No. 39957.

316 P.3d 646 (2013)

LIBERTY NORTHWEST INSURANCE CO., individually and as Subrogee of Duane R. Grant and Douglas E. Grant, d/b/a Grant 4-D Farms, Plaintiff-Appellant-Cross Respondent, v. SPUDNIK EQUIPMENT COMPANY, LLC, an Idaho limited liability corporation, Defendant-Respondent-Cross Appellant, and John Does I-IV and John Doe Corporations I-IV, Defendants.

Supreme Court of Idaho, Boise, September 2013 Term.

Rehearing Denied January 29, 2014.

Attorney(s) appearing for the Case

Anderson, Julian & Hull, LLP, Boise, for appellant. Mark D. Sebastian argued.

Stewart Taylor & Morris, PLLC, Boise, for respondent. Daniel W. Bower argued.

J. JONES, Justice.

Liberty Northwest Insurance initiated this product liability action against Spudnik Equipment Company, seeking to recover worker's compensation benefits it paid to an employee of its insured, Grant 4-D Farms, who was injured while working on a potato conveyor. The district court dismissed the case on summary judgment, finding that Liberty had failed to adequately identify the equipment involved in the accident. Liberty appealed to this Court and we affirm.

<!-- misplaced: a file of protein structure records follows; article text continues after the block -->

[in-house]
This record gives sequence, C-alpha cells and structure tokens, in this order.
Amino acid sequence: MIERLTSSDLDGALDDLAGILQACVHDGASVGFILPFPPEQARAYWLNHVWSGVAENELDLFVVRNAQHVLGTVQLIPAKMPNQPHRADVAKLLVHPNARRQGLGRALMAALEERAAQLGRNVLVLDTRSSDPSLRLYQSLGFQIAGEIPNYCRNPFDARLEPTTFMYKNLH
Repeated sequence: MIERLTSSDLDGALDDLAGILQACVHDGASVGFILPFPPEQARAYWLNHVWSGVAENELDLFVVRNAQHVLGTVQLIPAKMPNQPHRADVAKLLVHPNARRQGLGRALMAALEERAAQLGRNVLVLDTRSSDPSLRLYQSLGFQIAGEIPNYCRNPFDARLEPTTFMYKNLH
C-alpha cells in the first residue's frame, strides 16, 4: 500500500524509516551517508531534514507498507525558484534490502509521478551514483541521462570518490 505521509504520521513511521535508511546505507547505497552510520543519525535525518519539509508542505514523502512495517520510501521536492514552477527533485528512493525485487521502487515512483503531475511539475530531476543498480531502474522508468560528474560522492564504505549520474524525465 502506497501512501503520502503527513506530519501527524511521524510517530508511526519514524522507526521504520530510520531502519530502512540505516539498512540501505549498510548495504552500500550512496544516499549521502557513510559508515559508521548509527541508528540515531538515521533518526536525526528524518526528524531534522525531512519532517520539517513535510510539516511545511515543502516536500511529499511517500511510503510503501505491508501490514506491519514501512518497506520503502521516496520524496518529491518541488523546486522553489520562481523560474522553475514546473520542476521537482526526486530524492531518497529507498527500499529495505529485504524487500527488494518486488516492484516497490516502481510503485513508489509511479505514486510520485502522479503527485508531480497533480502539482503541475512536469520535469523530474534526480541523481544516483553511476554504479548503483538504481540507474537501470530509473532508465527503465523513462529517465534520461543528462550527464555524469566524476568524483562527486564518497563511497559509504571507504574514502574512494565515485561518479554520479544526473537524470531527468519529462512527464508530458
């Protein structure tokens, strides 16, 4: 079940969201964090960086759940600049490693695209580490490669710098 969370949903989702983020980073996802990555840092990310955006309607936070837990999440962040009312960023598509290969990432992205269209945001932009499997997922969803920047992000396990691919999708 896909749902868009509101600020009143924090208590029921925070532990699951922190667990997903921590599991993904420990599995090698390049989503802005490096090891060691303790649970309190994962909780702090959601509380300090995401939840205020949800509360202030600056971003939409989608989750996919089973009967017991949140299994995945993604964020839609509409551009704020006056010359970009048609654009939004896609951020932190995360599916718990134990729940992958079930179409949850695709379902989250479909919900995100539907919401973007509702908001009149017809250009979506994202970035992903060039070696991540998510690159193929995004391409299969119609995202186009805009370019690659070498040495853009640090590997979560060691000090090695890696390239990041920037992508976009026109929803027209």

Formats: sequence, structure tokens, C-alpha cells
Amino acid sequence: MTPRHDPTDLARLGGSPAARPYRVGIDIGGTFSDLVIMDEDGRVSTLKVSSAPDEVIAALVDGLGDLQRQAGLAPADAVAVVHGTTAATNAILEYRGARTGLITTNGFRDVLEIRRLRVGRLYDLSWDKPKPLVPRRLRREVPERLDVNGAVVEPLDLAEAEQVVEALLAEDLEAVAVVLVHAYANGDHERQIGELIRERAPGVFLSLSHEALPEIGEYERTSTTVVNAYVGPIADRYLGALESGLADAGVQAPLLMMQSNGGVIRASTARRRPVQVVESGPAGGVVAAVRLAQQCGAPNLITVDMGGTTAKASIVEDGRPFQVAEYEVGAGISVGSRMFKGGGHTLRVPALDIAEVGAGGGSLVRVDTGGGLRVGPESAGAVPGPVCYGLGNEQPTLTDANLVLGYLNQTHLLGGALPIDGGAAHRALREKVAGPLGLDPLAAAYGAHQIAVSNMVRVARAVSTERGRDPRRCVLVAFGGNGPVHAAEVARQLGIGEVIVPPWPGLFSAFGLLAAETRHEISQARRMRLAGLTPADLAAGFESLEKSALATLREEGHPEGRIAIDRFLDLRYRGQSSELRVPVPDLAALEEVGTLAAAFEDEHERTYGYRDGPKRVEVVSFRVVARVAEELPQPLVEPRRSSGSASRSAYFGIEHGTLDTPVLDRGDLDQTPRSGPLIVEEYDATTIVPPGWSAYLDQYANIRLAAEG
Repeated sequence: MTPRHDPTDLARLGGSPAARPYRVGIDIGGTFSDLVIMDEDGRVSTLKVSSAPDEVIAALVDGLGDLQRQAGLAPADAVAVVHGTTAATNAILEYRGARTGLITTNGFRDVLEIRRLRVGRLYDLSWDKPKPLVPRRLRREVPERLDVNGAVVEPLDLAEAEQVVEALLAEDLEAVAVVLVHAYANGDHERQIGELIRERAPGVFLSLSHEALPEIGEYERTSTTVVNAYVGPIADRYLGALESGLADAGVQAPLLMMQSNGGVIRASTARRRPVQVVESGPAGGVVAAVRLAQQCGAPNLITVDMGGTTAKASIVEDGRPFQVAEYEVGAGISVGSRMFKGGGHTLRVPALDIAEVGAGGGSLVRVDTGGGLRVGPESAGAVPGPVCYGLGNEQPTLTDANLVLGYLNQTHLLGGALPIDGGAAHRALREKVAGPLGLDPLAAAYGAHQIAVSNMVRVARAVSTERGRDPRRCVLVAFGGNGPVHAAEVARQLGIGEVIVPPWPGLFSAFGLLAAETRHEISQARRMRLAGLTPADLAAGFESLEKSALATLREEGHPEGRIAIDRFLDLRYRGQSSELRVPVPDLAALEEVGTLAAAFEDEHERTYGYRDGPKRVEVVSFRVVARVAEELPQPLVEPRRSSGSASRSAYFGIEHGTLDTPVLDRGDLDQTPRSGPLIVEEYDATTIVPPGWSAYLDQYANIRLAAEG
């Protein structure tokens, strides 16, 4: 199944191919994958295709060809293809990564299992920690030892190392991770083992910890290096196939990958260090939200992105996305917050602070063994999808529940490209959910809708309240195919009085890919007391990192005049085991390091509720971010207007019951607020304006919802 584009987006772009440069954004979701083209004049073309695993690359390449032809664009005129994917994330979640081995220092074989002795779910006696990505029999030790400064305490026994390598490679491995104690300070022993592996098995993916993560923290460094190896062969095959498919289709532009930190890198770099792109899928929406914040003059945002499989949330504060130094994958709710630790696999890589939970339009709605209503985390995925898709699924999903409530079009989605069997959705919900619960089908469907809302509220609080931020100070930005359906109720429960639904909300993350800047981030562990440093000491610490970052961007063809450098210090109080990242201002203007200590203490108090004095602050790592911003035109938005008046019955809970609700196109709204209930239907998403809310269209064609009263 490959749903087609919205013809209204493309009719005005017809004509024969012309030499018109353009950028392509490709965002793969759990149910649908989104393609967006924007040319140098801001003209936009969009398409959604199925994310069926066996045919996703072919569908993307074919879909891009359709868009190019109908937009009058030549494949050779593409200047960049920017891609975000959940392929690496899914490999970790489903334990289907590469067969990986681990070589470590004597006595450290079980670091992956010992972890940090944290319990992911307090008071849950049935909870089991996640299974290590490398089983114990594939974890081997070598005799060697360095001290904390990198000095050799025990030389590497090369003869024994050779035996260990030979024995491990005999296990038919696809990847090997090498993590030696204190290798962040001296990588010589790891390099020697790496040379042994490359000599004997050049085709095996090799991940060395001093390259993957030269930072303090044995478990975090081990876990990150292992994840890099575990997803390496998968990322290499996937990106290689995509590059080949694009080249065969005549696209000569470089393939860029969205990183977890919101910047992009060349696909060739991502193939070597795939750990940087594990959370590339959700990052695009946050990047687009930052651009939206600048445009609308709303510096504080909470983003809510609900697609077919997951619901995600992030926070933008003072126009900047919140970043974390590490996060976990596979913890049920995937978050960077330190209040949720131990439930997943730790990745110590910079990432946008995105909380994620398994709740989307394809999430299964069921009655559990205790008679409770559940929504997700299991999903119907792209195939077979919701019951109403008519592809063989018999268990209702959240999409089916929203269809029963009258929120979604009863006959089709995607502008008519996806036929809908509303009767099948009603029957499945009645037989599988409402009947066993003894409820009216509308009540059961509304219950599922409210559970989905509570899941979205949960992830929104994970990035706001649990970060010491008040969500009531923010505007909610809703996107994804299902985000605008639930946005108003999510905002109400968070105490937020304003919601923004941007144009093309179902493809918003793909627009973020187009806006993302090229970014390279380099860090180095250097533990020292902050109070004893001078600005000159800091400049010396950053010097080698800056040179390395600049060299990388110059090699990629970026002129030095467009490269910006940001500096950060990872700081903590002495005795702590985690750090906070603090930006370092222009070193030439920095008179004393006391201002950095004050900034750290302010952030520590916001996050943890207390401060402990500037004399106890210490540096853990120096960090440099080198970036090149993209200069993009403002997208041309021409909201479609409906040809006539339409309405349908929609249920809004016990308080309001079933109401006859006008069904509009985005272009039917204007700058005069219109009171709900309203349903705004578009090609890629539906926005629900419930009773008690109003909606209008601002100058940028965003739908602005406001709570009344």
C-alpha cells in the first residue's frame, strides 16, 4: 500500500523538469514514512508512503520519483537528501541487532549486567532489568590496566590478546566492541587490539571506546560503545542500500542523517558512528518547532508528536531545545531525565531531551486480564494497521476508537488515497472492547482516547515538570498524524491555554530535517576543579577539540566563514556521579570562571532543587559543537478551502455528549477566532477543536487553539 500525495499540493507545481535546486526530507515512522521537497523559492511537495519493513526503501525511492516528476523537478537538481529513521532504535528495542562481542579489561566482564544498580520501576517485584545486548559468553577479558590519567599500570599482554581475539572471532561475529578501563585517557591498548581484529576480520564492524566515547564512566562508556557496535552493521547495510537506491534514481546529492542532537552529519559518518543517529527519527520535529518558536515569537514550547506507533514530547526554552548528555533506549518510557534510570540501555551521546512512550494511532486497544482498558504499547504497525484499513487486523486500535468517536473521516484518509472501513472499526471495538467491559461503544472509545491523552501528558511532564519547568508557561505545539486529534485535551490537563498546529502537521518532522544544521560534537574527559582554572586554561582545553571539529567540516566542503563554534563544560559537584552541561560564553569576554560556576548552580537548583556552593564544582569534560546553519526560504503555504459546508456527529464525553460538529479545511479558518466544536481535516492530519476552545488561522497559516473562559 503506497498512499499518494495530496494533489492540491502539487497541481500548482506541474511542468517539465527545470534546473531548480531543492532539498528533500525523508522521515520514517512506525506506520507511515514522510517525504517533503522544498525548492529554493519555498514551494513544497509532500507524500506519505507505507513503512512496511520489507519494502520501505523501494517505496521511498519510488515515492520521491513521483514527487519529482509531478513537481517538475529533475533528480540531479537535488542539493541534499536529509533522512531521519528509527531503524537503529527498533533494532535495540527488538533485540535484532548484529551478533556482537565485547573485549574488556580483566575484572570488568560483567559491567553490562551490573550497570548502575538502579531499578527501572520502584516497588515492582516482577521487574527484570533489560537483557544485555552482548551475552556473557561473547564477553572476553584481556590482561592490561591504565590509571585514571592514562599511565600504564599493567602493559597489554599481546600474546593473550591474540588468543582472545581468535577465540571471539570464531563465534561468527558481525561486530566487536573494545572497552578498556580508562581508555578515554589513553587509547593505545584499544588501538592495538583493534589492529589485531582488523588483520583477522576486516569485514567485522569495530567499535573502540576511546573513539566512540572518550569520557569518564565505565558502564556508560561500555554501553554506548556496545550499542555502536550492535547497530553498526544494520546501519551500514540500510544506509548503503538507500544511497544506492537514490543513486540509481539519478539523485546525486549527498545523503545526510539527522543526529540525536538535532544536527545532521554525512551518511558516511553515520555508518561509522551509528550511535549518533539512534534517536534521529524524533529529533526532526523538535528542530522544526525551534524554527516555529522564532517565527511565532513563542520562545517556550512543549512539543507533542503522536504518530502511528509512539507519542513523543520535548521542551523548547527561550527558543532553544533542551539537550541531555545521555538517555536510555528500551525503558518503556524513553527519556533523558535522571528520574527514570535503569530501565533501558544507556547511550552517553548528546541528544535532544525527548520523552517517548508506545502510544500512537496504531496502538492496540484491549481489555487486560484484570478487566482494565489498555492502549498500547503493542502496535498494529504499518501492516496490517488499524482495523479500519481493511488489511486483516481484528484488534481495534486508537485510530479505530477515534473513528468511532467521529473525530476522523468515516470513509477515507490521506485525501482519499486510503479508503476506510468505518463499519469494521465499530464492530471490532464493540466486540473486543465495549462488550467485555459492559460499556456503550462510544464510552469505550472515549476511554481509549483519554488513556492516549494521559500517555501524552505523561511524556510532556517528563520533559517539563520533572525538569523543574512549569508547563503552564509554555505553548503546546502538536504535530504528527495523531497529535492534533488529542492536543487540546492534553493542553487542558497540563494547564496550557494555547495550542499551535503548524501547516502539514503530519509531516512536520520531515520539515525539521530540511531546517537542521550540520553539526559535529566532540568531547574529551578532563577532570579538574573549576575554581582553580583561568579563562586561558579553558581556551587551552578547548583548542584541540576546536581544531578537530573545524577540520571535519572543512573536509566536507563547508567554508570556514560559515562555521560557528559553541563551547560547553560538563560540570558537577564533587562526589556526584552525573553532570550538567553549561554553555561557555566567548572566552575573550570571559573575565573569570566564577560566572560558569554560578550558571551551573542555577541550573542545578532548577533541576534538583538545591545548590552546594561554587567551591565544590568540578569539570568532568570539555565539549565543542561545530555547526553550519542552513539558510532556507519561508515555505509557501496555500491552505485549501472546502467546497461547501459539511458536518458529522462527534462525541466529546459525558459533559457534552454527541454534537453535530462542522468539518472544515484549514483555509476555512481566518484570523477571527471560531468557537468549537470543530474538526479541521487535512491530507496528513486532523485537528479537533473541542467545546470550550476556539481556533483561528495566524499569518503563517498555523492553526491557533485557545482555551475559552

On October 9, 2008, Armando Olmos, an employee of Grant 4-D Farms (Grant), was injured when his hand was pulled into the junction or "nip point" between two potato conveyor tables (hereinafter, conveyors or tables). Olmos was a "clod picker," and his duties included standing next to the conveyor system to remove debris, rocks, or other unwanted materials from the conveyor tables. On the day of the accident, Grant was using five or six conveyors, attached end-to-end, to move potatoes into its potato cellar. The conveyors are supposed to run in the same direction but, because they are operated by three-phase electric motors, they can run equally well in both directions. The direction the conveyor runs depends on which power wire is hooked up to the terminal on the motor. Rearranging the conveyors or pulling one out of the line could result in a conveyor reversing direction. Olmos' hand was pulled in between two conveyors that were incorrectly running in opposite directions.